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The U.S. Department of Agriculture released its January 2020 World Agricultural Supply and Demand Estimates report on Jan. 10.

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Technology changes rapidly in every aspect of life. For farmers, keeping up with all changes in equipment, analysis methods and best practices can make a major difference in their productivity and, ultimately, their bottom line.

From aerial crop-monitoring drones to driverless tractors, the present and future of Kansas agriculture takes center stage at the Kansas Agricultural Technologies Conference Jan. 16 to 17 at the Geary County Convention Center, 310 Hammons Dr., in Junction City.

The conference is sponsored by the Kansas Ag Research & Technology Association and K-State Research and Extension.

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What’s Thanksgiving without stuffing, Christmas without gingerbread, Fourth of July without hamburgers, or birthdays without cake? A world without wheat looks a lot different when the most iconic of our foods are made from it. As every Kansan knows, we are the bread basket of the U.S. and pr…

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All Kansas farmers are invited to the Kansas Commodity Classic on Jan. 24, 2020. The Kansas Commodity Classic is the annual convention of Kansas' top crops—corn, wheat, grain sorghum and soybeans, and will take place at the K-State Alumni Center, Manhattan, Kansas, with registration and breakfast beginning at 7:30 a.m. Thanks to the generous support of the Kansas corn, wheat, grain sorghum and soybean associations and our sponsors, registration is free for farmers and friends.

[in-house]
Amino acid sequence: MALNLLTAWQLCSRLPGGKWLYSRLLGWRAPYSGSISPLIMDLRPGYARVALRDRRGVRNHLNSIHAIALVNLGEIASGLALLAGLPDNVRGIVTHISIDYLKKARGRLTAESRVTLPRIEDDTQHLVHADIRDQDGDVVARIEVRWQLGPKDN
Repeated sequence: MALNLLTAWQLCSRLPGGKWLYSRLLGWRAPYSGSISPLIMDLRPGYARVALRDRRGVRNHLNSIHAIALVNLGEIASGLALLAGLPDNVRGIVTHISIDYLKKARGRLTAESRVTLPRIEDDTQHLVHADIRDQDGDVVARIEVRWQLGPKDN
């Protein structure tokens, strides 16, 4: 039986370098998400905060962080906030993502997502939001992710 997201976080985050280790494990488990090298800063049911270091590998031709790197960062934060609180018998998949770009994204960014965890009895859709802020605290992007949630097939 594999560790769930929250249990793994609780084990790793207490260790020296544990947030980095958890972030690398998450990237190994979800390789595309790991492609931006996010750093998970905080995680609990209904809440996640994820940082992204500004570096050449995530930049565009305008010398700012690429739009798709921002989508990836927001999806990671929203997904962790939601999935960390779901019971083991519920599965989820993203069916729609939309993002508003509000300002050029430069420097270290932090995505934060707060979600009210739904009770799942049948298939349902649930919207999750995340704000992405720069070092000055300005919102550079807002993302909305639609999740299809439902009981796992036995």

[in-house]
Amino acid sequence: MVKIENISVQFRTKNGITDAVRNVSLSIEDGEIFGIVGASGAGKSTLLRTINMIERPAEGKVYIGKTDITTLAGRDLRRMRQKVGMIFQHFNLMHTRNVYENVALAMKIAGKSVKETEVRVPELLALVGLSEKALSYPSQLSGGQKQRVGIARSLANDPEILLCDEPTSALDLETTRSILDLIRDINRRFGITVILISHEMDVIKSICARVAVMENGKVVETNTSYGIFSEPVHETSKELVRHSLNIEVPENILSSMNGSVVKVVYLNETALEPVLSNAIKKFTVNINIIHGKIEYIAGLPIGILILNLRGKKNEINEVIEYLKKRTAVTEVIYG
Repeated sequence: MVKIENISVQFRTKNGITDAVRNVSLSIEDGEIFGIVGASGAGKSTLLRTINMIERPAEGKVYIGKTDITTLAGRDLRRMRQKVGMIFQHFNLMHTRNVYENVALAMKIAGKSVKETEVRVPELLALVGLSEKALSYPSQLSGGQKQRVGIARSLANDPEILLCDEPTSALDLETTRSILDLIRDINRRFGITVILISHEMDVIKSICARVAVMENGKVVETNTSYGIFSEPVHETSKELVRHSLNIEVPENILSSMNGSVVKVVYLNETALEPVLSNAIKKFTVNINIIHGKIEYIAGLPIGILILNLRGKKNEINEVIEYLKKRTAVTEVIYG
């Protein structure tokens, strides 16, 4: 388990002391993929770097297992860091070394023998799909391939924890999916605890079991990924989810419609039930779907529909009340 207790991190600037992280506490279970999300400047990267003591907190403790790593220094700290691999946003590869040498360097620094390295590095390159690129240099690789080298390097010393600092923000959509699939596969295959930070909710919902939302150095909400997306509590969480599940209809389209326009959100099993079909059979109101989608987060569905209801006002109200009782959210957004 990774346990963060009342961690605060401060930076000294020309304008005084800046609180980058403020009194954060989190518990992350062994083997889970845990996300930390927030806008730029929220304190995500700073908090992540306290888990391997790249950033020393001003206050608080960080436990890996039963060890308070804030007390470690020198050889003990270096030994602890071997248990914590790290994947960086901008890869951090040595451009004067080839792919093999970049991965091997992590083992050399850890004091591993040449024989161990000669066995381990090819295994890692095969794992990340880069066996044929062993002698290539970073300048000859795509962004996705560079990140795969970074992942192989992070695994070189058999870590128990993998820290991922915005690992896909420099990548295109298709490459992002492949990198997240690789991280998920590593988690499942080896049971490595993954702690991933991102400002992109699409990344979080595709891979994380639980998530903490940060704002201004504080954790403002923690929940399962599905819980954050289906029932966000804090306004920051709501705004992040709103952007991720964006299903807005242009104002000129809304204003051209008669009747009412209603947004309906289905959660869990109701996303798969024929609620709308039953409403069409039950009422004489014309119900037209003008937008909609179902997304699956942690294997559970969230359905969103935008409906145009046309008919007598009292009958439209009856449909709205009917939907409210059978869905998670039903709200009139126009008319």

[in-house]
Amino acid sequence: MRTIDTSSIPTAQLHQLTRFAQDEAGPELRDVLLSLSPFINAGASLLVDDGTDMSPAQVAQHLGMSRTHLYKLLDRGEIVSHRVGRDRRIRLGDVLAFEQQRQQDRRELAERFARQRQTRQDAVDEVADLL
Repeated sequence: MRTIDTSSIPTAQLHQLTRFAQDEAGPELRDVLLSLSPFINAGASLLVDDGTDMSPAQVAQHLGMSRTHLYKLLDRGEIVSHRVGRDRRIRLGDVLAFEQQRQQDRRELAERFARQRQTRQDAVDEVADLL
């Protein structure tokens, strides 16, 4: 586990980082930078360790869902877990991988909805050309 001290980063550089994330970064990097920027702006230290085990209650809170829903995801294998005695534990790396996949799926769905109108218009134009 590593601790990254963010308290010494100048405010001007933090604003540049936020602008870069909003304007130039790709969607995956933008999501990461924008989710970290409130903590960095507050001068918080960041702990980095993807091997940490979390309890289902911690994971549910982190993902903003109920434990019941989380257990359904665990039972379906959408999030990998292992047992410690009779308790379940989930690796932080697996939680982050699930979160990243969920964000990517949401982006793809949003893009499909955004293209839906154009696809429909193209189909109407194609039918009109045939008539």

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The Texas A&M AgriLife Extension Service has released an updated 2020 High Plains Crop Profitability Analyzer budgeting tool just in time to help Texas High Plains producers plan for the new year, said Justin Benavidez, Ph.D., AgriLife Extension economist in Amarillo.

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The U.S. Department of Agriculture released its December World Agricultural Supply and Demand Estimates report, Dec. 10, and it didn’t have much good news for farmers.

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The outlook for 2019-2020 U.S. wheat is for decreased supplies, higher exports, and lower ending stocks, according to USDA's World Agricultural Supply and Demand Estimates released Dec. 10. Wheat imports are lowered 15 million bushels to 105 million on a slower than expected pace to date; Ha…

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A national U.S. Department of Agriculture survey, published recently in Plant Disease, provides the first large-scale, systematic insight into how wheat and barley growers manage Fusarium head blight, also known as scab, and where they get information on how to control this destructive disease.